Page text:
Sharing Recipes for Staying Competitive – Sustainability
Sharing Recipes for Staying Competitive - Sustainability ECR Thailand, October 2008 J ohn Jackson, Accenture
Accenture’s 2 moments of truth High Performance Current State Understanding High Performance Enabling High Performance Descriptive Prescriptive <ul><ul><li>We examine more than 6,000 companies, including more than 500 that meet our criteria as high performers. </li></ul></ul><ul><ul><li>Our understanding includes the specific drivers of high performance across 34 industries </li></ul></ul>Identify Industry Drivers Synthesize Drivers to Client Diagnose Gaps Connect to Solutions/ Offerings Complete Transformation Journey
Our High Performance research programme has been recognized by the Harvard Business Review as one of the most important thought leadership initiatives “ [Accenture] now matches McKinsey’s share of the thought leadership market with 9% of the total” Source: White Space (Arkimeda) Harvard Business Review recognized Accenture’s High Performance Companies viewpoint as Top-10 research in the area of business performance Source: Harvard Business Review Jul-Aug 2005 Accenture High Performance Business Framework
High Performance = Outperforming Industry Peers to Create Enterprise Value Long-Term Perspective <ul><li>Economic cycles </li></ul><ul><li>Industry cycles </li></ul><ul><li>Leadership generations </li></ul>Performance Dimensions <ul><li>Growth </li></ul><ul><li>Profitability </li></ul><ul><li>Future positioning </li></ul><ul><li>Longevity </li></ul><ul><li>Consistency </li></ul>
We know what it takes to be a high performer…our understanding is based on analysis of over 6,000 companies.
Sustainability is not the driver of high performance, but leaders create value by aligning around three key building blocks.
Changing business context is making it more difficult by impacting both supply and demand. The battle for resources & sustainability The new map of innovation Emerging consumers War for talent The flow of capital Economic openness Size & reach of multinationals Technology
Expectations are reshaping industry strategies and operating models as we reach a global tipping point. <ul><li>Knowledge of specific consequences is growing and becoming mainstream </li></ul><ul><li>Governing bodies are mandating action at various levels </li></ul><ul><li>Institutional investors are demanding visibility into climate change-related activities </li></ul><ul><li>Major banks are factoring carbon risks into their lending, valuation and underwriting criteria </li></ul><ul><li>Employees and potential employees are favoring employers who take action </li></ul><ul><li>Leading companies are naming Chief Climate / Sustainability Officers </li></ul><ul><li>Customers are favoring suppliers who take action </li></ul><ul><li>Addressing climate change is increasingly viewed as “pro-growth” </li></ul>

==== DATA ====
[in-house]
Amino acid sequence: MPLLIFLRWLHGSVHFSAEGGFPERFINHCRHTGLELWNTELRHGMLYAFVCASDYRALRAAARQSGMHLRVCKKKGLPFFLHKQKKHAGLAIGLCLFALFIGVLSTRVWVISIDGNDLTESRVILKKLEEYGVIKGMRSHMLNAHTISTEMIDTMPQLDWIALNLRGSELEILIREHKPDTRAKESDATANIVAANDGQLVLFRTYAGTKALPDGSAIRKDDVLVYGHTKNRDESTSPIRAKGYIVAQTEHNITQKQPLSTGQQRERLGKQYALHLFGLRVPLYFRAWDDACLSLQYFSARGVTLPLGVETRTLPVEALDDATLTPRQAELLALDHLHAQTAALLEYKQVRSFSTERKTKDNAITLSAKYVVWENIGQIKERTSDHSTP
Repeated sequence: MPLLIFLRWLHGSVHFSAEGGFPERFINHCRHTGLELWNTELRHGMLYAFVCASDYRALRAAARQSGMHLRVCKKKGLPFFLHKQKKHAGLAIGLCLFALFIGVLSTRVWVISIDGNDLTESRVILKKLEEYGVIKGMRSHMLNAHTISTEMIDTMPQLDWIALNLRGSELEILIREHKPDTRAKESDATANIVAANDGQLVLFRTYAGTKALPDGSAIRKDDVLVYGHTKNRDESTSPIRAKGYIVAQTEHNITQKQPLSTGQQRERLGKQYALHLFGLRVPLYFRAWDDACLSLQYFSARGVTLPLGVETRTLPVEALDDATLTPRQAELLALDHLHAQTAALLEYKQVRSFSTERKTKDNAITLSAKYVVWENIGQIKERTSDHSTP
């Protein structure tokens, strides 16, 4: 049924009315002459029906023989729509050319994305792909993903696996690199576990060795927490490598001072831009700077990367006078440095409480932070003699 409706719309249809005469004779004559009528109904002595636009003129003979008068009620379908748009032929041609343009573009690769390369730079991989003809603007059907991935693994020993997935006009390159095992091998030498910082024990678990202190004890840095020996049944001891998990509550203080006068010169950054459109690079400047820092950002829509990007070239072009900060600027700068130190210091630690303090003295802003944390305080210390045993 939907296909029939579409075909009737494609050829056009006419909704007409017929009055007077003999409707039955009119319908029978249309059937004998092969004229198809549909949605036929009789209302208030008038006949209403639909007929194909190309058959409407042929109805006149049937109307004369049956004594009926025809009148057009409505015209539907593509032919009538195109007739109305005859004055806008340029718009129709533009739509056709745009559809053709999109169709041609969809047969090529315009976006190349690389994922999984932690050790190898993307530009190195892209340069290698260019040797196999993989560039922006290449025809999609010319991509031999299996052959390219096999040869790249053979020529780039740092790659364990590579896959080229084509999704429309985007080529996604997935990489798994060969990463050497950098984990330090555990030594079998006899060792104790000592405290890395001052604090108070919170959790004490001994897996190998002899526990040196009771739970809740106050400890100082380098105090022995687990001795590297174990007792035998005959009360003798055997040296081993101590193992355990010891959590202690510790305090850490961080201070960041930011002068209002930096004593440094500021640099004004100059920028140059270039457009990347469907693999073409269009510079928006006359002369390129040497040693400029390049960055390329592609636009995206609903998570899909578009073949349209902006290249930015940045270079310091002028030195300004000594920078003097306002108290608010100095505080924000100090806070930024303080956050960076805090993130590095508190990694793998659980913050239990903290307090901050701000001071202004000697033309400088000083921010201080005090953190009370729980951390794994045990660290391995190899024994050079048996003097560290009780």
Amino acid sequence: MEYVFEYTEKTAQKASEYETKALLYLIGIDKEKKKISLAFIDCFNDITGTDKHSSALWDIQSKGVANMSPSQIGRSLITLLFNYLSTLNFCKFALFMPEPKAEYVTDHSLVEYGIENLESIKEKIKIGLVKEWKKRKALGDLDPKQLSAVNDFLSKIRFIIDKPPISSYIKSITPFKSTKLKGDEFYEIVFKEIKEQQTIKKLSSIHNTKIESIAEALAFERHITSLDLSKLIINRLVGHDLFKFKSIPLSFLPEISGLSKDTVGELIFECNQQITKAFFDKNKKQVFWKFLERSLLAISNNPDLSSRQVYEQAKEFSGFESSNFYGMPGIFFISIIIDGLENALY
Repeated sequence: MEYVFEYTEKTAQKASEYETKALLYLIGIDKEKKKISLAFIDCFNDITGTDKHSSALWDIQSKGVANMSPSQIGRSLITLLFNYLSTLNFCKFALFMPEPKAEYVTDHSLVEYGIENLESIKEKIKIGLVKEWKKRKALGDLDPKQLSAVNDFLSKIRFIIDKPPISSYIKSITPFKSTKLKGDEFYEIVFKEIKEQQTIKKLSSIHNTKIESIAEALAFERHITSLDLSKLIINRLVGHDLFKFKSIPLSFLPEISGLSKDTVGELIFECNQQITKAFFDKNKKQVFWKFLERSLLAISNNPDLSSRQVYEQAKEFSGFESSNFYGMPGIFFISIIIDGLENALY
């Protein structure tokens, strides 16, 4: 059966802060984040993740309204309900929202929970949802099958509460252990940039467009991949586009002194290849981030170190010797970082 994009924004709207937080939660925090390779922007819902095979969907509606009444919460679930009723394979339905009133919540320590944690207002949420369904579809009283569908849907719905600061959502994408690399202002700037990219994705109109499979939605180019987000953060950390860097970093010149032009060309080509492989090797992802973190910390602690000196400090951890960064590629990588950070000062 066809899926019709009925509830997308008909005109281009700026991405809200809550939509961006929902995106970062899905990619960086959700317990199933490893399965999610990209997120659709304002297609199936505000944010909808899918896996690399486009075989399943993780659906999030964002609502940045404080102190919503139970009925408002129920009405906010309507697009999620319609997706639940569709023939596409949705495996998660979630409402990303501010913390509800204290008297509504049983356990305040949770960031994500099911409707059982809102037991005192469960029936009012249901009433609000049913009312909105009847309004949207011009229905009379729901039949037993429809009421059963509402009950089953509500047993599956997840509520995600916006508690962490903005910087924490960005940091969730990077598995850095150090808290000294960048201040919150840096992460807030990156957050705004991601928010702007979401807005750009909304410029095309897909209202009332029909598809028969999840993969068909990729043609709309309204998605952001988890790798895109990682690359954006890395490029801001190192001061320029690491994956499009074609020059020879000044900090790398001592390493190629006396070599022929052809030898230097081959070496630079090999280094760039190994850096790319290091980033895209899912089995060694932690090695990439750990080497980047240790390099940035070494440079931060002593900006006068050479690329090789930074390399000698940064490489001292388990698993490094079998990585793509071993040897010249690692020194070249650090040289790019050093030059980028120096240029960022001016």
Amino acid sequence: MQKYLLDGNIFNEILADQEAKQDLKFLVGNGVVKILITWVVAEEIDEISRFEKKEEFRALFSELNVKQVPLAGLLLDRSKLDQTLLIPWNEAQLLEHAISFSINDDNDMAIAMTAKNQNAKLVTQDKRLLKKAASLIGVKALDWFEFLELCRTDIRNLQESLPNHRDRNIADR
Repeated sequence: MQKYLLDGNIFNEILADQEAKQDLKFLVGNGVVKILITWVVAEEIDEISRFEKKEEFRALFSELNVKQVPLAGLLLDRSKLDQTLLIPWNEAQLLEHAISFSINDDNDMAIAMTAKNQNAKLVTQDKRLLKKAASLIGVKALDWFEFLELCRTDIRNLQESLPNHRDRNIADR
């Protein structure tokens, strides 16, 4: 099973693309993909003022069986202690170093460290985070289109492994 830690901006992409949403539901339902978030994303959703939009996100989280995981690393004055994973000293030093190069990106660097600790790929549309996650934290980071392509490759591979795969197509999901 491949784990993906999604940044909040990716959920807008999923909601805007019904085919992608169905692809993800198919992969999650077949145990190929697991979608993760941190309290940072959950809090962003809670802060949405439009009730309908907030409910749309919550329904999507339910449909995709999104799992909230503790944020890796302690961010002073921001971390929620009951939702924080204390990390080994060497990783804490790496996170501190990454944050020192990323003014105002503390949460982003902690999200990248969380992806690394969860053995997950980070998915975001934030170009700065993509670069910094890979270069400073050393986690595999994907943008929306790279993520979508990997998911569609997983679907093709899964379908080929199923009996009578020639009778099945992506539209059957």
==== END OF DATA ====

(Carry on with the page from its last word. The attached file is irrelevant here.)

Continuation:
Shoppers are concerned… in Asia as much as in the West. Level of environmental concern Level of effort required in my country Individuals must address climate change Individuals who already take concrete action 98% 81% 78% 85% 90% 76% 73% 82% 82% 63% 54% 71% 93% 84% 86% 86% 73% 72% 63% 81% China UK Germany Average 14 Countries 1 US Source: Accenture End-Consumer Survey on Climate Change, 2007 Note 1: Nordic, France, Ger, Italy, Neth., Spain, UK, Canada, US, Japan, Australia, Brazil, India, China
And they will take action. Source: Accenture End-Consumer Survey on Environmental Issues in Retail, January 2008. (Survey of ~600 shoppers in Beijing, Shanghai, Guangzhou, Xian, Changsha and Wuhan.) Purchase products with less packaging Do not use plastic bags Purchase re-cycled products None, consciously 63% 46% 40% 28% 24% 21% 17% Returning recyclable goods Frequent environmentally friendly retailers Purchase locally sourced products Use public transport / avoid travelling by car 8% “ What actions do you take personally, to address environmental concerns?”
~45% of China’s shoppers ‘buy green’. “ Did you consciously purchase any environmentally friendly products in the last 60 days? What products did you purchase?” Source: Accenture End-Consumer Survey on Environmental Issues in Retail, January 2008. (Survey of ~600 shoppers in Beijing, Shanghai, Guangzhou, Xian, Changsha and Wuhan.) Top three categories # of 591 respondents
China’s shoppers lack information. “ Why don’t you purchase more environmentally friendly products?” Source: Accenture End-Consumer Survey on Environmental Issues in Retail, January 2008. (Survey of ~600 shoppers in Beijing, Shanghai, Guangzhou, Xian, Changsha and Wuhan.) Note 1: Interviews with Chinese grocery retailers, March 2008. <ul><li>Shoppers claim retailers don’t provide information about a product’s ‘greenness’. </li></ul><ul><li>Retailers agree – they claim they do not have reliable data from suppliers in order to make green claims 1 </li></ul><ul><li>Only 5% say it is because: </li></ul><ul><ul><li>Environmentally friendly products are too expensive </li></ul></ul><ul><ul><li>No ‘green products’ are available at all </li></ul></ul>
However, most shoppers are still price-oriented. Source: Accenture End-Consumer Survey on Environmental Issues in Retail, January 2008. (Survey of ~600 shoppers in Beijing, Shanghai, Guangzhou, Xian, Changsha and Wuhan.) “ When choosing your retailer, how important are the following considerations?” Average score. Responses ranked from 1 to 6 (6 being the most important)